Quail Forever

Kentucky Lake Quail Forever Chapter 3195 worked with the Tennessee National Wildlife Refuge at Springville to plant a pollinator habitat this spring. This project will help provide food for pollinators such as insects, birds and bats. Pollinators make possible 70 percent of all the food we eat. Pictured are Quail Forever members and volunteers (front row, from left) Cale Ellis and Ayden Smith, and (back row) Jason Yoder, Charles Jones, Paul Holberg and Clint Ellis.


Seems only fitting that the youngsters get the first shots and kick off the gun deer season this weekend.

Saturday and Sunday are the first of two weekend hunts that allow only the youngsters to participate.

Hopefully the weather will cooperate and permit these future sportsmen to get off to a good start as for many it will be their first hunt.

Youth ages 6-16 may participate. Participating youth can use gun, muzzleloader and archery equipment.

Young sportsmen must be accompanied by a nonhunting adult, 21 or older who must remain in position to take immediate control of the hunting device. The adult must also comply with the fluorescent orange regulations as specified for legal hunters. Multiple youth may be accompanied by a single qualifying adult.

Archery season began in the state on Sept. 22 and the first segment ends today, the day prior to the opening of the young sportsman hunt. The second segment of archery-only season is Monday through Nov. 2. Muzzleloader/archery season starts Nov. 3.

The Tennessee Wildlife Resources Agency makes the recommendation that all hunters obtain a 2018-19 Tennessee Hunting and Trapping Guide. The guide lists license requirements, the counties and bag limits for each of the different deer management units. The guide is available on the TWRA website, www.tnwildlife.org and where hunting and fishing licenses are sold.

In 2017, youth hunters harvested a total of 6,418 deer during the first weekend. It was an increase of 564 from the 2016 total.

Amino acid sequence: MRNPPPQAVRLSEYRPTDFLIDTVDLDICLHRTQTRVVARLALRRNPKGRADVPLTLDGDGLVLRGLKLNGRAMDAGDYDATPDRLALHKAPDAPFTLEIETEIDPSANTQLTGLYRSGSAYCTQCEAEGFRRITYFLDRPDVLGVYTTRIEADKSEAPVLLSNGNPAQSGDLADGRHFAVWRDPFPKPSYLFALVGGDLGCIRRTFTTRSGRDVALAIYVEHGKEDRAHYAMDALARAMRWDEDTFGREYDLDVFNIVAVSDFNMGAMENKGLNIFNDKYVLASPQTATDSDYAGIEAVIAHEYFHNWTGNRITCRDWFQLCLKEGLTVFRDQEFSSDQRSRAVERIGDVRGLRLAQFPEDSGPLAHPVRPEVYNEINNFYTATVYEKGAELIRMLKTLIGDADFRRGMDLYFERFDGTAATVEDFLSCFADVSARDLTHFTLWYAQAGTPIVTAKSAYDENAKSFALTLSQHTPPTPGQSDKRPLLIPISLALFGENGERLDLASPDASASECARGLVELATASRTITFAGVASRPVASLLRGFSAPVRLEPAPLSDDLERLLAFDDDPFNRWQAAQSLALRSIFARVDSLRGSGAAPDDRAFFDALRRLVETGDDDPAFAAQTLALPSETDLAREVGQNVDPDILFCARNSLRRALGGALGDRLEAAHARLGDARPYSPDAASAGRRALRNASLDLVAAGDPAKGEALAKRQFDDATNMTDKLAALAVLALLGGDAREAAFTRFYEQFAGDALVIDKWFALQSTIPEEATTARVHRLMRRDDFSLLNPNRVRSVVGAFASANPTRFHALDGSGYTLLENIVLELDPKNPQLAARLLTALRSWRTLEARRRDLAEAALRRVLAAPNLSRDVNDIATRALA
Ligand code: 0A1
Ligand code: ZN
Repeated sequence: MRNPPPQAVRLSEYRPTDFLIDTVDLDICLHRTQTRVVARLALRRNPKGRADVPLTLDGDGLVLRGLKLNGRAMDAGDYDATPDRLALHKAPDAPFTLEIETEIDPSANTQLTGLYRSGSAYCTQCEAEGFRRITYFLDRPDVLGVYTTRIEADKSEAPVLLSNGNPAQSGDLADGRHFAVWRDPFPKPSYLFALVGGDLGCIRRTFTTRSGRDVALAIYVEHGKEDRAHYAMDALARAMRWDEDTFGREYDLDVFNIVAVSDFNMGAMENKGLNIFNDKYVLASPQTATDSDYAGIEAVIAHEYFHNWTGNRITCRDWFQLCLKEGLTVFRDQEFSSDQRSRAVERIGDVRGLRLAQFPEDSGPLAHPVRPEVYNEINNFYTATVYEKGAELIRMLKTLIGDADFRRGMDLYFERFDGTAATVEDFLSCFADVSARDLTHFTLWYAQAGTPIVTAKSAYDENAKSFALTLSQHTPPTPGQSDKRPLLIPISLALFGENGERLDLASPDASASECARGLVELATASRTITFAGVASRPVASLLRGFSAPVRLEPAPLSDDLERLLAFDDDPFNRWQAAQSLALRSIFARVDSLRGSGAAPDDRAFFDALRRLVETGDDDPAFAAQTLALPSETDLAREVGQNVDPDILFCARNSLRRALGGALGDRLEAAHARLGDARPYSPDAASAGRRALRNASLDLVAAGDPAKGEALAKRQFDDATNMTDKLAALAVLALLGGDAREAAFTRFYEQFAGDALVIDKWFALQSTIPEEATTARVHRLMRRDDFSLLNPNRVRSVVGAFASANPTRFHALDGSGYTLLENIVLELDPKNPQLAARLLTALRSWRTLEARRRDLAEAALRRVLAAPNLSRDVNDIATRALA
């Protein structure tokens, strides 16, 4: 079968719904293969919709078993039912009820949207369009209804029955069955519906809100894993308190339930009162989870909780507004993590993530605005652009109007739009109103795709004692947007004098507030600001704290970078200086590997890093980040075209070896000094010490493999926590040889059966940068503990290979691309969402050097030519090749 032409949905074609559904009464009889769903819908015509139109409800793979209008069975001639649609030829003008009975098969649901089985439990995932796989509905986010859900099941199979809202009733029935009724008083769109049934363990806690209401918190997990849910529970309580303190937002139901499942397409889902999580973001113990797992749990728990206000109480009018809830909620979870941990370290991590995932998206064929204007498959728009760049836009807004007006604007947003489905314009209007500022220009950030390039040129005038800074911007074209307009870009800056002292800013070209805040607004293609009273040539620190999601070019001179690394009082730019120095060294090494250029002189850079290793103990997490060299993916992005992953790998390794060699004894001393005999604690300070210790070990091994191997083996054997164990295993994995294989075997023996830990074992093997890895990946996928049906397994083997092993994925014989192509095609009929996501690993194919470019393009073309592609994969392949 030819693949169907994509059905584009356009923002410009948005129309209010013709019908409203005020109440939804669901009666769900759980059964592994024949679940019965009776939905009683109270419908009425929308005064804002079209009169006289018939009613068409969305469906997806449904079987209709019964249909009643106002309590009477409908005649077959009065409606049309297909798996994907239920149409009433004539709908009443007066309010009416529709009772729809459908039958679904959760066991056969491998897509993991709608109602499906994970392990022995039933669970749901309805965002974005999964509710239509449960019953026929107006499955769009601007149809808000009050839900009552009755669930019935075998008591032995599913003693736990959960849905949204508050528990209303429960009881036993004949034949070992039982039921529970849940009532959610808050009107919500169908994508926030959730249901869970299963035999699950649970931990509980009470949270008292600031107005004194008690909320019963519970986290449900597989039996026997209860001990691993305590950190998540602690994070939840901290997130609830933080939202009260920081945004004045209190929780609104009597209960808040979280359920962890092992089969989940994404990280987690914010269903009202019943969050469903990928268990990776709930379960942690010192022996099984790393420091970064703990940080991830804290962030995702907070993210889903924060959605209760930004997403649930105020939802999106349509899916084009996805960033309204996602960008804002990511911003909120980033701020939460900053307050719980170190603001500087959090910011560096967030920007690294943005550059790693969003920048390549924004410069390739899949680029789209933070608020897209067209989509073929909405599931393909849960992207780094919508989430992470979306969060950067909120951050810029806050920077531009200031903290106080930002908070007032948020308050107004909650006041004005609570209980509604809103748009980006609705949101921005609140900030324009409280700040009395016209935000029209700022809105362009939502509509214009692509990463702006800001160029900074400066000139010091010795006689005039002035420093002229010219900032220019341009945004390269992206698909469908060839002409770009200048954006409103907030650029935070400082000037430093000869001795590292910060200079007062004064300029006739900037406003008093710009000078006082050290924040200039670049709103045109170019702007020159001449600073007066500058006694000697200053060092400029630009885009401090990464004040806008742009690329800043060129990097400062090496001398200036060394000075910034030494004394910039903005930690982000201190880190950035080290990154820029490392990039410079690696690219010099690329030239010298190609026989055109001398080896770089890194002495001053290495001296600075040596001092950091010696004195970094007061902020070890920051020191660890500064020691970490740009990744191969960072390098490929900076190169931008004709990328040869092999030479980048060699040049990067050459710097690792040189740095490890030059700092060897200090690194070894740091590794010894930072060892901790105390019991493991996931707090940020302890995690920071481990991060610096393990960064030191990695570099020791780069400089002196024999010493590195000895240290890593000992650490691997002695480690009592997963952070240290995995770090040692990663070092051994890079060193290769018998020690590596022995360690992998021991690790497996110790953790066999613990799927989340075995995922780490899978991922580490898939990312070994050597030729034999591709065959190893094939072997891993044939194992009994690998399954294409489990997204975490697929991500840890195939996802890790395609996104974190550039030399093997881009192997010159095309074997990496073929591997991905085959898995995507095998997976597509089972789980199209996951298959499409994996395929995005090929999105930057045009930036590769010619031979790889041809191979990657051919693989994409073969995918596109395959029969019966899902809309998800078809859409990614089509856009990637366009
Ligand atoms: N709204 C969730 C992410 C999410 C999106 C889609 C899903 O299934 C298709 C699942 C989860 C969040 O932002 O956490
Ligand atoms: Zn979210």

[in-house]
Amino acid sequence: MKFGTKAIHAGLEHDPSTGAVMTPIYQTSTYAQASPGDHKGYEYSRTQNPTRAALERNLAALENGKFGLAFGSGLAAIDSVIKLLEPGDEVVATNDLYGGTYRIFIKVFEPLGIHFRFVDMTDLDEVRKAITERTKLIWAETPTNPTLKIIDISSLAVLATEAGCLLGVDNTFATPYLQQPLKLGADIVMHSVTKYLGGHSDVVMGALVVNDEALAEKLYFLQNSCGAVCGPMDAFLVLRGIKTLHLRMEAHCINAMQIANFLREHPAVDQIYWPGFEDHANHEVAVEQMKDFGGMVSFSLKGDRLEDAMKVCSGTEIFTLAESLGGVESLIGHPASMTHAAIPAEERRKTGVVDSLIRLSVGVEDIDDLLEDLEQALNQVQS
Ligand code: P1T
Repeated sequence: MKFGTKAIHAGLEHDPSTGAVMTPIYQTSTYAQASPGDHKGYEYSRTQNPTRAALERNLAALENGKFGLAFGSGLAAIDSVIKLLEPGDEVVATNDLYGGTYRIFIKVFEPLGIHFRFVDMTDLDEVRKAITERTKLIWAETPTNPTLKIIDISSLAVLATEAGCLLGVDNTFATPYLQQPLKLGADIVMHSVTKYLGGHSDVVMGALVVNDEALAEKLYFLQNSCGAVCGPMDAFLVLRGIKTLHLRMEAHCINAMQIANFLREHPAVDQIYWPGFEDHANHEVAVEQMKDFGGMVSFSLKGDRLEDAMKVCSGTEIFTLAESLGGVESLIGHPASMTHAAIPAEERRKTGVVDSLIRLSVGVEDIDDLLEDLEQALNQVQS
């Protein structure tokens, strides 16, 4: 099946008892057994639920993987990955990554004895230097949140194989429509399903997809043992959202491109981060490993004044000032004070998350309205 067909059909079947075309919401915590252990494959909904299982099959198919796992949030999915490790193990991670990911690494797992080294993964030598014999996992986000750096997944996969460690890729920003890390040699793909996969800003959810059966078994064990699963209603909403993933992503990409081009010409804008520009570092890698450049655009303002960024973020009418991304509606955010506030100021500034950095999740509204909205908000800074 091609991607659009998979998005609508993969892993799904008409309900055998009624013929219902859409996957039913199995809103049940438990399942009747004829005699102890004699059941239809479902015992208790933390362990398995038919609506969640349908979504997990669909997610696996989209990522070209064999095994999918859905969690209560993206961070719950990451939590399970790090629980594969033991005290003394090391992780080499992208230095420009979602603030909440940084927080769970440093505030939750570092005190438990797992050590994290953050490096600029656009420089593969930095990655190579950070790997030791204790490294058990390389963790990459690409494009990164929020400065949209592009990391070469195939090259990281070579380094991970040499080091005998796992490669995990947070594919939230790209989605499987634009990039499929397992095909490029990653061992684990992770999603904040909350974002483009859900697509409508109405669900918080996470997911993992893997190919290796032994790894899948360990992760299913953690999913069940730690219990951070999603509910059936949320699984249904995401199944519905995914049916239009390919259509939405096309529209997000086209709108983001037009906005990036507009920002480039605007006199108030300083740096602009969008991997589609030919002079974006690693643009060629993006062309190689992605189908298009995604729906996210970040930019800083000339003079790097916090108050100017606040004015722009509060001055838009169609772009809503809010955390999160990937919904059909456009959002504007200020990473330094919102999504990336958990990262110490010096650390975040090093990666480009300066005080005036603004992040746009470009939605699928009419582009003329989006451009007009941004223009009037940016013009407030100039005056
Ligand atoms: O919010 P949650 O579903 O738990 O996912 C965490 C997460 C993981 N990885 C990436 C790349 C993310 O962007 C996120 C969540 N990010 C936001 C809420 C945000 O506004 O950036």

The Henry County-based Kentucky Lake Quail Forever Chapter participated at the Tennessee National Wildlife Refuge’s Pollinator Day Sept. 29 and the group is looking forward to establishing a quality pollinator habitat at the Britton Ford Trailhead. The chapter prepared and planted another pollinator habitat at Murray State Arboretum this spring as well. 

Quail Forever chapter members and volunteers hope this will be a very successful project collaborating with the refuge. Working together, they hope to educate youth on the importance of pollinators and will work as partners to establish a quality pollinator habitat.



The Paris-Henry County Ducks Unlimited chapter will have its annual membership banquet on Nov. 3. This year’s dinner and auction will be held at Paris Convention Center, 1510 E. Wood St.

Doors open at 5:30 p.m. Tickets are now on sale from committee members. Single ticket is $50 and couple is $75. Greenwing will be admitted free with a paying adult. Sponsor level donors are $250 and couple is $275.

For additional information contact Michael Culley at 731-336-3866 or Ethan Lee at 731-415-3999.



Tennessee’s small game hunters can take to the woods and fields on Nov. 3. That’s the opening day for quail and rabbit seasons. Both seasons have wide windows of opportunity as they run all the way through Feb. 29, 2019.

Daily bag limits are the same as last year with five daily for rabbit hunters and six daily for quail hunters.



Harvest figures continue to rise slowly for deer hunters across Tennessee but appear to be behind last year at this time for the West Tennessee area.

Earlier in the week, a spot check showed Henry County hunters have tagged 163 since the season opened on the fourth Saturday in September. Neighboring counties have the following total thus far: Benton 91, Carroll 68, Weakley 100 and Stewart is tied with Montgomery County in the top spot at 258.



Kentucky Lake Quail Forever will be hosting its second annual Youth Quail Hunt from 8 a.m. to 3 p.m. Nov. 10 at 4-E Kennel and Preserve located at 1100 Green Allen Springs Road, Huntingdon.

Members will bring pointing bird dogs, serve as guides, teach how to make lures from quail feathers, how to raise a bird dog, practice using a trap thrower, review hunter safety rules, enjoy a delicious lunch, and will teach the fine sport of hunting quail. 

The event is free and open for the young hunters who have completed a hunter safety course. This free event is possible thanks to a grant awarded by the National Rifle Association Foundation. There are only 30 slots available for youth and they are filling rapidly. To sign up, call Clint Ellis at 731-693-9146 or Ken Creamer at 731-441-3886.


Today — Archery deer season closes and turkey season closes.

Saturday ­— Jakes Day, 8 a.m. to 1 p.m., at Holly Fork Shooting Complex, Highway 79 northeast of Paris. 

Saturday-Sunday — Young sportsman deer hunt.

Monday — Archery deer season reopens.

Nov. 2 — Archery deer season closes.

Nov. 3 — Paris-Henry County Ducks Unlimited banquet, Paris Convention Center, 1510 E. Wood St.

Nov. 3 — Muzzleloader season opens.

Nov. 3 — Quail and rabbit seasons open.

Nov. 10 — Kentucky Lake Quail Forever Youth Hunt, 4-E Kennels, Huntingdon.

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